At the end of the year, a package of measures was adopted to substantially reduce carbon dioxide emissions up to 2020 through investments in, among other things. alternative energy sources, cleaner coal burning and new car taxes.

The Prehistory of Germany

In prehistoric times, Germany was a very disparate area, and cultural development differed in the different regions. The northwestern part of the country shows a strong connection to the Nordic countries in most periods; northeastern Germany has had a similar development as in Poland; the middle, eastern part of Germany has been heavily influenced by Bohemia and the Danube area and has been closely associated with Austria and Hungary. The Rhine area, on the other hand, is strongly Western European.

Germany had a unified culture first in historical times. The oldest prehistoric finds from the German area can be linked to the Clactonia culture from ancient Paleolithic times. There are a number of discoveries linked to the Acheuléen culture, and from the Mousterian a number of discoveries have been made of implements and skeletons of Neanderthal humans.

In Late Paleolithic times, hunting became more specialized and more effective. This is the time for the magnificent cave art in Western Europe. From the end of the Paleolithic period, the North German Hamburg and Ahrensburg cultures are known. Tools and bone material testify here to specialized reindeer hunters. Cultural development in the Mesolithic era shows close connection with the development in southern Scandinavia. Duvensee represents an important site that is at the same time as the Danish Maglemose culture. In the rest of Germany there are different Mesolithic cultural groups.

The transition to the younger Stone Age (Neolithic Age) is characterized by the introduction of agriculture. The oldest Neolithic culture in Germany is represented by band ceramic groups. These spread eastwards across the southern and central German plains and developed into various regional groups. In the northeast, the hopper culture dominated. In the west, the Cortaillod culture spread. Some time later, ceramic ceramic cultural groups came to form a center in Saxony - Thuringia.

The transition to the Bronze Age

The transition to the Bronze Age is estimated at approx. 2300 BC, and the oldest part of the period is characterized by the Aunjetitz culture with its center in Bohemia. Later the center of gravity moved to the Danube area. In Northern Germany, cultural development is very similar to the southern Scandinavian. In the younger Bronze Age, the fire burial custom spread from Hungary. In addition, new ceramic forms and bronze objects, which are characteristic of the earmarked cultures, gained access. In the discovery material good contact with Italy and Greece is tracked.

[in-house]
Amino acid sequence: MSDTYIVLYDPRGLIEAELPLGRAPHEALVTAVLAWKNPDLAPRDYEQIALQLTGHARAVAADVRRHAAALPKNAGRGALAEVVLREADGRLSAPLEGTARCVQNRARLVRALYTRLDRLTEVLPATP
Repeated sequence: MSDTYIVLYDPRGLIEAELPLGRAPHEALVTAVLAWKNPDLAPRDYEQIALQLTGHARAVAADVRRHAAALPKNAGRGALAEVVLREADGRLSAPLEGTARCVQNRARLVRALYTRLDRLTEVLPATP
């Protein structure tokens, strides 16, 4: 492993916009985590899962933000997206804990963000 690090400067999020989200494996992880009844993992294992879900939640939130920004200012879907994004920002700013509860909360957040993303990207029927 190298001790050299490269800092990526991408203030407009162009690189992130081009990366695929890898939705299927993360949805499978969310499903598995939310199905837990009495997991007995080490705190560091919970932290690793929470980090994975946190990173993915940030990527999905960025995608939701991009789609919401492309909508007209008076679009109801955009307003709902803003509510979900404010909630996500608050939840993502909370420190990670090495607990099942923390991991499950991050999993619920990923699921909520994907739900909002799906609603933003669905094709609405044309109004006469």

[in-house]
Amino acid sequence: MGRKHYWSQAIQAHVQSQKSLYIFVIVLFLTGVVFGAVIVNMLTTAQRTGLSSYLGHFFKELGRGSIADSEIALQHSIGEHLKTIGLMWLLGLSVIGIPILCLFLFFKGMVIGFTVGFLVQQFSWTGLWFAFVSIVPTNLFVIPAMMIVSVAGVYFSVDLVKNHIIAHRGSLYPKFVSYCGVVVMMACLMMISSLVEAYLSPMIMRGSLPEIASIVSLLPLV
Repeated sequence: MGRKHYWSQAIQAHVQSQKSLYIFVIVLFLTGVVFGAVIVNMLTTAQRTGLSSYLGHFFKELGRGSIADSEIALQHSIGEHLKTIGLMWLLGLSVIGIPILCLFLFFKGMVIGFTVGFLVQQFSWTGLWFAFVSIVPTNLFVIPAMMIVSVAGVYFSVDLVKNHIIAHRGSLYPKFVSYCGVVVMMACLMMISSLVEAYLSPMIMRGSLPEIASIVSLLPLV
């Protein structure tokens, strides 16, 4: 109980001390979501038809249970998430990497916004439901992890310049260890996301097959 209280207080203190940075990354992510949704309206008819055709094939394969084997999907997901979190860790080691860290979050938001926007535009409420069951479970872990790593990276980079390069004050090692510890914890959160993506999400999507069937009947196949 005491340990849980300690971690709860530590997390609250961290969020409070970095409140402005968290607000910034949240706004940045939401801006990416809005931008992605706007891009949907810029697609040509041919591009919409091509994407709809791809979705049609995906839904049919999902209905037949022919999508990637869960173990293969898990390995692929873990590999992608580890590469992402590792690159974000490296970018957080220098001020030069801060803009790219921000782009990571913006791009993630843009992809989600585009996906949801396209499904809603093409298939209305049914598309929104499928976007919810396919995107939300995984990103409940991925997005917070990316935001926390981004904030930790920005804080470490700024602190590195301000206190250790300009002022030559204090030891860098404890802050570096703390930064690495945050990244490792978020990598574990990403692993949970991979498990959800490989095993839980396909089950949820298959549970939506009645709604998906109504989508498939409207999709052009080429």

The transition to the Iron Age

The transition to the Iron Age has not happened in Germany at the same time everywhere. In the southern part of the country, the Celtic Hallstatt culture represents this transition, but in the north the Bronze Age continued for a while. Only in the younger Hallstatt era did the transition to the Iron Age take place.

In the archaeological material, a division into various cultural areas is traced in the north, which may correspond to the sites of different Germanic tribes. In the south, the Hallstatt culture went into La Tène. Contrary to our times, however, the Celtic La Tène culture was pushed both from Germanic tribes and from the Romans, which expanded from the south.

In Roman times, Germany was divided into two separate main areas. In the parts of the country occupied by the Romans, a provincial Roman culture prevailed, while independent Germanic tribes lived east of the Rhine. However, these were relatively strongly influenced by the Romans, and in the 1st century AD. the Roman impulses were largely conveyed by the Markomans.

Migration period

The migration period on the Continent has been marked by tribes on migration. In the archaeological material it is clearly seen that the Germanic objects disappear in the area east of the Elbe and are replaced by Slavic types of objects. From the time of the migration, in the southern and western areas there is a rich archaeological material from many burial fields. This disappears at the transition to Christianity in the 600-700s.